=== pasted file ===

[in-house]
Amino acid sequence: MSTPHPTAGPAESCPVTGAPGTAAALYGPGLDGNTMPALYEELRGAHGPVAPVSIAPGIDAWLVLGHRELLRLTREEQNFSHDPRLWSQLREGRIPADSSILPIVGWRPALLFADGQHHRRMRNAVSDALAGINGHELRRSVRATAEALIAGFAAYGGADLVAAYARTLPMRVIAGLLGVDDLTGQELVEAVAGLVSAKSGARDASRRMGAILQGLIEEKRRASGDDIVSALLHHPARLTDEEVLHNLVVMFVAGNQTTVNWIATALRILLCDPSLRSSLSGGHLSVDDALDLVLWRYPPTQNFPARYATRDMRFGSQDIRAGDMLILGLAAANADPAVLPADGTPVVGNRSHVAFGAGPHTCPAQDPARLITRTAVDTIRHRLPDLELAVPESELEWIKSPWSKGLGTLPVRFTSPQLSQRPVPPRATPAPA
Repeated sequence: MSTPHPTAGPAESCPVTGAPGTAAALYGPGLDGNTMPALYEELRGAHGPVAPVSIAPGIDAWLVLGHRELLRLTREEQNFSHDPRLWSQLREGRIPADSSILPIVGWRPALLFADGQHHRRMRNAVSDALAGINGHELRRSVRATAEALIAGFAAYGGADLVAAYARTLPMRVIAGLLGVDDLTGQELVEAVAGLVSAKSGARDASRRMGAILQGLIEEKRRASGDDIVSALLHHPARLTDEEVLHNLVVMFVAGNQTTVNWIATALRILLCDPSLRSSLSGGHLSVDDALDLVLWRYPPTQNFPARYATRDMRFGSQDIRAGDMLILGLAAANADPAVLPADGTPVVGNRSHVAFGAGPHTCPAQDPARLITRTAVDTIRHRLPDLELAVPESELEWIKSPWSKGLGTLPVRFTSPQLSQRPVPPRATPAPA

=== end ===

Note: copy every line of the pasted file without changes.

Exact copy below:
[in-house]
Amino acid sequence: MSTPHPTAGPAESCPVTGAPGTAAALYGPGLDGNTMPALYEELRGAHGPVAPVSIAPGIDAWLVLGHRELLRLTREEQNFSHDPRLWSQLREGRIPADSSILPIVGWRPALLFADGQHHRRMRNAVSDALAGINGHELRRSVRATAEALIAGFAAYGGADLVAAYARTLPMRVIAGLLGVDDLTGQELVEAVAGLVSAKSGARDASRRMGAILQGLIEEKRRASGDDIVSALLHHPARLTDEEVLHNLVVMFVAGNQTTVNWIATALRILLCDPSLRSSLSGGHLSVDDALDLVLWRYPPTQNFPARYATRDMRFGSQDIRAGDMLILGLAAANADPAVLPADGTPVVGNRSHVAFGAGPHTCPAQDPARLITRTAVDTIRHRLPDLELAVPESELEWIKSPWSKGLGTLPVRFTSPQLSQRPVPPRATPAPA
Repeated sequence: MSTPHPTAGPAESCPVTGAPGTAAALYGPGLDGNTMPALYEELRGAHGPVAPVSIAPGIDAWLVLGHRELLRLTREEQNFSHDPRLWSQLREGRIPADSSILPIVGWRPALLFADGQHHRRMRNAVSDALAGINGHELRRSVRATAEALIAGFAAYGGADLVAAYARTLPMRVIAGLLGVDDLTGQELVEAVAGLVSAKSGARDASRRMGAILQGLIEEKRRASGDDIVSALLHHPARLTDEEVLHNLVVMFVAGNQTTVNWIATALRILLCDPSLRSSLSGGHLSVDDALDLVLWRYPPTQNFPARYATRDMRFGSQDIRAGDMLILGLAAANADPAVLPADGTPVVGNRSHVAFGAGPHTCPAQDPARLITRTAVDTIRHRLPDLELAVPESELEWIKSPWSKGLGTLPVRFTSPQLSQRPVPPRATPAPA